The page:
Reviewed: 23rd April 2018
First of all it is important to know what ‘insolvent’ actually means when talking about the finances of a limited company. A company is classed as insolvent when its debts outweigh its assets and it is unable to meet its liabilities as and when they fall due. A solvent company on the other hand, will be able to meet its day-to-day liabilities and would be in a position to clear all outstanding debts within a 12 month period.
Although many companies are liquidated because they are insolvent, there are many solvent companies which are voluntarily liquidated. This may be due to retirement, the loss of a key client, changing customer demand, increased competition, or simply just a desire to move on to a new challenge.
One area which if often overlooked when testing a company’s solvency is the requirement to pay staff redundancy. Any employee losing their job as a result of the liquidation will be entitled to redundancy pay, subject to certain conditions such as the number of years served and the hours worked. This money needs to be paid by the company. It is important to remember in this instance, that the director of the company is often also classed as an employee and is therefore just as entitled to a redundancy pay out as any other member of staff would be. This is still the case even if you are the sole director and employee of a company.
In some instances it is possible that the requirement to pay the redundancy money is what tips the company from solvent to insolvent. This is best illustrated with an example:
Let’s say you have been running your company for five years, and have employed the same member of staff for the past three years. Sales have been falling, you are struggling to manage your cash flow, and you don’t see any future for the business. You decide to liquidate the company, allowing both you and your employee to move on and find alternative work elsewhere.
Your liabilities total £20,000 and are made up of both supplier debts and monies owed to HMRC. You hold a small amount of stock, an amount of money at the bank, and you are awaiting several invoices to be paid from reliable customers. Once recovered, this money will be enough to clear your liabilities in total, leaving very little left over. At first glance your company is solvent and will be meet the criteria for a Members’ Voluntary Liquidation (MVL).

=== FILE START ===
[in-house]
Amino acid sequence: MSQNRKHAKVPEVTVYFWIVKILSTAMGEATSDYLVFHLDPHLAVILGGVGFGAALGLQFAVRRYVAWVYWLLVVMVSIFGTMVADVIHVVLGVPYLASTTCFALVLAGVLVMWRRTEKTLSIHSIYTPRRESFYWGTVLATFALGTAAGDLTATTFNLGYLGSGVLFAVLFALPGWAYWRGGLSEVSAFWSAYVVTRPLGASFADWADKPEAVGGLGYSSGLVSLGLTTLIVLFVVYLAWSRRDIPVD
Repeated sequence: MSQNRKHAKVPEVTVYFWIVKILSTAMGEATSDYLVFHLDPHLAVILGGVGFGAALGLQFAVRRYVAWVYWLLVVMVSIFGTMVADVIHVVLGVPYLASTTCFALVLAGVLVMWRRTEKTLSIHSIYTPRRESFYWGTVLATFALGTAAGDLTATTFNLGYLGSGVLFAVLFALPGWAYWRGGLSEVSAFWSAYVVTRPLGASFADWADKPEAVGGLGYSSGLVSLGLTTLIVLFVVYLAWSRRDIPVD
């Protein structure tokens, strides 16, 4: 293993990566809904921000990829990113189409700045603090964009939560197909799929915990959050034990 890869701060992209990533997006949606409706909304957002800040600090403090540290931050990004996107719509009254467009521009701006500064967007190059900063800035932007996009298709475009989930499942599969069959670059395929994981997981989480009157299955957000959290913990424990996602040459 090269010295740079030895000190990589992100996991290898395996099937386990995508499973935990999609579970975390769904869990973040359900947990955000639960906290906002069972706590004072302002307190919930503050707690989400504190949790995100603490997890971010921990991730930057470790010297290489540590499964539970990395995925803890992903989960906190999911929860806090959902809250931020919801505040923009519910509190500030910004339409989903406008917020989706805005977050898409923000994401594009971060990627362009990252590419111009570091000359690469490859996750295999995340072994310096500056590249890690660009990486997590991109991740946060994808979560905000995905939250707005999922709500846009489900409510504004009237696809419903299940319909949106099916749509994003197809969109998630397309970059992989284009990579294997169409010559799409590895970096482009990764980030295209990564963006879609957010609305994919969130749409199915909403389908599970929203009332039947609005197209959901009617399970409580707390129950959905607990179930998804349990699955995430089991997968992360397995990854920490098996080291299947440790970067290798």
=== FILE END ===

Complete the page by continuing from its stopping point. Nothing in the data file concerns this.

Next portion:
However, both you and your employee are entitled to redundancy as you have both been working for the company in excess of two years. This money needs to be paid by the company; however, after clearing all its other debts there are not enough funds available with which to do this. This outstanding liability means the company is now insolvent and consequently, the options for liquidation are different.
If your company is unable to make the redundancy payments which are owed, staff (including the company director) will need to apply to the National Insurance Fund which is run by the Insolvency Service’s Redundancy Payments Office. The insolvency practitioner dealing with the liquidation of your company will be able to offer assistance in this area.
If you are considering closing your company and are worried about how you are going to be able to pay redundancy to your staff, contact Real Business Rescue today. You can arrange a free no-obligation consultation with a licensed insolvency practitioner who will be able to help you understand the position your company is in, and the most appropriate course of action going forwards. We have an extensive network of 55 offices offering confidential director support across the UK.
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